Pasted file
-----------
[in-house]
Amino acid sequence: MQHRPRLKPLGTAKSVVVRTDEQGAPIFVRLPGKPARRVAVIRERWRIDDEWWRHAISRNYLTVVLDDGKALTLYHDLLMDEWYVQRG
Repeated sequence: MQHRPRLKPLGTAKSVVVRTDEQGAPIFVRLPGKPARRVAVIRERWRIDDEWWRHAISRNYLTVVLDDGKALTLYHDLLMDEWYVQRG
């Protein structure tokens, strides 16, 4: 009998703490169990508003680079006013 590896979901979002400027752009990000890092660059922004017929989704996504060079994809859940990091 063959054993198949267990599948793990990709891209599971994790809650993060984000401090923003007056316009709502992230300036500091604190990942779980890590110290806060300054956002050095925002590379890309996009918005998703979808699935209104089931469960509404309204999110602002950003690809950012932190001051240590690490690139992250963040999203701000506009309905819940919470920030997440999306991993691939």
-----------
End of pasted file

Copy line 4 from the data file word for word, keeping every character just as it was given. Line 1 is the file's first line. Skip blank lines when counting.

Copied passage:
């Protein structure tokens, strides 16, 4: 009998703490169990508003680079006013 590896979901979002400027752009990000890092660059922004017929989704996504060079994809859940990091 063959054993198949267990599948793990990709891209599971994790809650993060984000401090923003007056316009709502992230300036500091604190990942779980890590110290806060300054956002050095925002590379890309996009918005998703979808699935209104089931469960509404309204999110602002950003690809950012932190001051240590690490690139992250963040999203701000506009309905819940919470920030997440999306991993691939």